Why do you only cut a narrow strip of grass alongside the road in rural areas?

Suffolk Highways’ tractors have a standard width of blade which is 1.2 metres. This is the width of cut that applies all around the country. This is sufficient to give clarity as to what is at the side of the road. It provides slightly more than the standard clearance width of 1 metre for wider vehicles that may partially overhang the verge – the drivers of those vehicles can see their forward passage is clear.

Why don’t you cut additional, parallel 1.2 metre wide strips then?

It isn’t generally necessary for the safe use of the public highway. However, there are locations where additional cutting may be considered necessary to provide adequate visibility from side roads.

Why do you only cut these strips once a year on C roads and unclassified roads?

There is a sizeable cost associated with cutting the grass each year and tough decisions have to be made as to where money is spent for highway maintenance. For every extra pound that might be spent on cutting grass, that would be one pound less that is spent on filling potholes, resurfacing roads, repaving footways or cleaning out roadside gullies (drains).

Is this frequency likely to change?

It is quite unlikely to change as it is felt the council already has the right balance between what it spends its highway maintenance funds on. The council will shortly be consulting on a new ‘Highway Infrastructure Asset Management Plan’ which sets out its specifications, standards and frequency of work. This document will explain in greater detail the entire range of work that is carried out in maintaining Suffolk’s road network and you can comment on its contents from around mid-July onwards via our webpages on this website.

Doesn’t this grass cutting adversely affect the growth of wild flowers and ground-nesting birds?

There is a balance to be had between keeping the highway safe for all road users – there is a duty on the Council on this set out in the Highways Act 1980 – and being sensitive to the local ecology and wildlife. Suffolk does have a large number of roadside nature reserves around the county and more detail on this can be found at:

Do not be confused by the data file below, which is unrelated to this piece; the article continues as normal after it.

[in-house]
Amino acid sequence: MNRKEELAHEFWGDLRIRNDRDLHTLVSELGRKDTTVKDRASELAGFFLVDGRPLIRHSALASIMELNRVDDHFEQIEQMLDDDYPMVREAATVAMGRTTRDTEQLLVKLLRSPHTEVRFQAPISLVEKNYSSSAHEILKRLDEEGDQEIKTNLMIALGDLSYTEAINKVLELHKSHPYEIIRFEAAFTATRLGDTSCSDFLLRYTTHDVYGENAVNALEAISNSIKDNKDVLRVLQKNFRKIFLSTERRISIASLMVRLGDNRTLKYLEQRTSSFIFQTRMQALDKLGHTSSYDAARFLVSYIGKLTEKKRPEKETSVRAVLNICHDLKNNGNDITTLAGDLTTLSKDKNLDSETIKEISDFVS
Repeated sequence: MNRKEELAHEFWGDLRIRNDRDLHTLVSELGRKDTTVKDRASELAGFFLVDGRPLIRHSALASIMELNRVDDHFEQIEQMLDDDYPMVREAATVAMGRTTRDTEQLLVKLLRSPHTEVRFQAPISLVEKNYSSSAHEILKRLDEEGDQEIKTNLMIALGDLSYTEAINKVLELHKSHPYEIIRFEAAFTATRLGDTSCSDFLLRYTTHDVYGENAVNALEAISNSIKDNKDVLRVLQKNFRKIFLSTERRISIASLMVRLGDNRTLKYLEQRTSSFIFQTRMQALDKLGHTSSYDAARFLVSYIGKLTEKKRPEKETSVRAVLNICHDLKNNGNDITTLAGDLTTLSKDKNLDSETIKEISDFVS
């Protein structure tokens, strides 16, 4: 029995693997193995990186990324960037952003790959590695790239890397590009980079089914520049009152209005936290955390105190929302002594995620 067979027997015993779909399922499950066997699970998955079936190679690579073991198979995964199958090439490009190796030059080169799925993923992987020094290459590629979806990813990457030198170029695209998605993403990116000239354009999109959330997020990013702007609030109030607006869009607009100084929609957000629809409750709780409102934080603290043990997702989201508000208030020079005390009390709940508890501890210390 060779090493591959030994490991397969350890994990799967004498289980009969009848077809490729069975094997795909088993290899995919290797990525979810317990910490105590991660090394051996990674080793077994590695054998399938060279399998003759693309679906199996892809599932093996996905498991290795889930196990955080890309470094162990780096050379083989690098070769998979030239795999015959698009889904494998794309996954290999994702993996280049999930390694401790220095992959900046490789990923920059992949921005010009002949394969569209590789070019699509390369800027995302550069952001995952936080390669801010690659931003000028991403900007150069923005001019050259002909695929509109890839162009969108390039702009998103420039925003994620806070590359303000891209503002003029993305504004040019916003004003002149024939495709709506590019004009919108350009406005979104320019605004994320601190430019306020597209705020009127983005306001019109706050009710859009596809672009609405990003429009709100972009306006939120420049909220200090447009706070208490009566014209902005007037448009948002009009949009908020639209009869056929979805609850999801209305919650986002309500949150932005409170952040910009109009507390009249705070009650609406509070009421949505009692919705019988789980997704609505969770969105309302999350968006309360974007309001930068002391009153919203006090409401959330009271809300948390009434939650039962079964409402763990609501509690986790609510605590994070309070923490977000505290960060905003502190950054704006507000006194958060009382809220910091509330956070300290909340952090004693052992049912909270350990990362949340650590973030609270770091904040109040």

Why don’t you cut the grass at a different time of year once the wild flowers have had a chance to grow and the ground-nesting birds to fly away?

If the grass is cut too early there is every likelihood that the grass will then grow too long and become a safety issue, requiring an extra cut and greater expense. If the grass is left to grow too long, it can present a safety issue to road users particularly if the grass is blown across the side of the road making it slippery and difficult to work out where the edge of the road is. Equally, the tractors are working constantly through the spring and summer to keep all of Suffolk’s grass at a safe height everywhere throughout that time.

Why have you not cut the grass at the times your schedule said you would?

Grass cutting is very dependent on the weather. In the same way that you would not cut your lawn whilst it is raining because the wet grass will clog up your mower, long wet grass can clog up the blades in the tractors’ cutting heads.  Furthermore, long grass tends to flatten a little when it is wet so it is more difficult for the cutting heads to cut the grass to a consistent height. The summer has seen the wettest June on record so there have been a number of ‘lost days’ resulting in the grass cutting regime falling shortly behind.

Why have you not cut round the bottom of sign posts, pedestrian guard rails, crash barriers and the like?

There are grass cutting operatives using strimming equipment to address this across the county. This strimming work has started later this year than in previous years but is scheduled to be completed at the same time as the tractors will complete their work at the end of the summer.